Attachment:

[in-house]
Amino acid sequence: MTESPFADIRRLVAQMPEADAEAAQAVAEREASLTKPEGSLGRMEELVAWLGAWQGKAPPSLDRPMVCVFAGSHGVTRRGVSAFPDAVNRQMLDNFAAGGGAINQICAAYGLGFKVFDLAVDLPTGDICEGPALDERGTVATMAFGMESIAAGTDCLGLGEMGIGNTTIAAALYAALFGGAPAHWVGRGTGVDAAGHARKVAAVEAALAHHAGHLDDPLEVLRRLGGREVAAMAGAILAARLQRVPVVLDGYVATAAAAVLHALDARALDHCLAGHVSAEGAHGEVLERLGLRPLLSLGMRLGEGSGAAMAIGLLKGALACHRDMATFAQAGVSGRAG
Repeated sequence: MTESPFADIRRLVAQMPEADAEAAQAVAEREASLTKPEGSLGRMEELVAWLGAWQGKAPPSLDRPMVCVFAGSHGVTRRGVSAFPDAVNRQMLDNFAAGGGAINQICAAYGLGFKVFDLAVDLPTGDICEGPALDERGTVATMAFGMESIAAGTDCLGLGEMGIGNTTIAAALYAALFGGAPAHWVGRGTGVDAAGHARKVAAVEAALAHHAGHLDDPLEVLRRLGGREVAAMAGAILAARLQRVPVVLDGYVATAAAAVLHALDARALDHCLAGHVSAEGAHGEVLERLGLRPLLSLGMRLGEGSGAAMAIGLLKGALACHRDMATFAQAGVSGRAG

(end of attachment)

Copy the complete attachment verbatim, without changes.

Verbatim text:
[in-house]
Amino acid sequence: MTESPFADIRRLVAQMPEADAEAAQAVAEREASLTKPEGSLGRMEELVAWLGAWQGKAPPSLDRPMVCVFAGSHGVTRRGVSAFPDAVNRQMLDNFAAGGGAINQICAAYGLGFKVFDLAVDLPTGDICEGPALDERGTVATMAFGMESIAAGTDCLGLGEMGIGNTTIAAALYAALFGGAPAHWVGRGTGVDAAGHARKVAAVEAALAHHAGHLDDPLEVLRRLGGREVAAMAGAILAARLQRVPVVLDGYVATAAAAVLHALDARALDHCLAGHVSAEGAHGEVLERLGLRPLLSLGMRLGEGSGAAMAIGLLKGALACHRDMATFAQAGVSGRAG
Repeated sequence: MTESPFADIRRLVAQMPEADAEAAQAVAEREASLTKPEGSLGRMEELVAWLGAWQGKAPPSLDRPMVCVFAGSHGVTRRGVSAFPDAVNRQMLDNFAAGGGAINQICAAYGLGFKVFDLAVDLPTGDICEGPALDERGTVATMAFGMESIAAGTDCLGLGEMGIGNTTIAAALYAALFGGAPAHWVGRGTGVDAAGHARKVAAVEAALAHHAGHLDDPLEVLRRLGGREVAAMAGAILAARLQRVPVVLDGYVATAAAAVLHALDARALDHCLAGHVSAEGAHGEVLERLGLRPLLSLGMRLGEGSGAAMAIGLLKGALACHRDMATFAQAGVSGRAG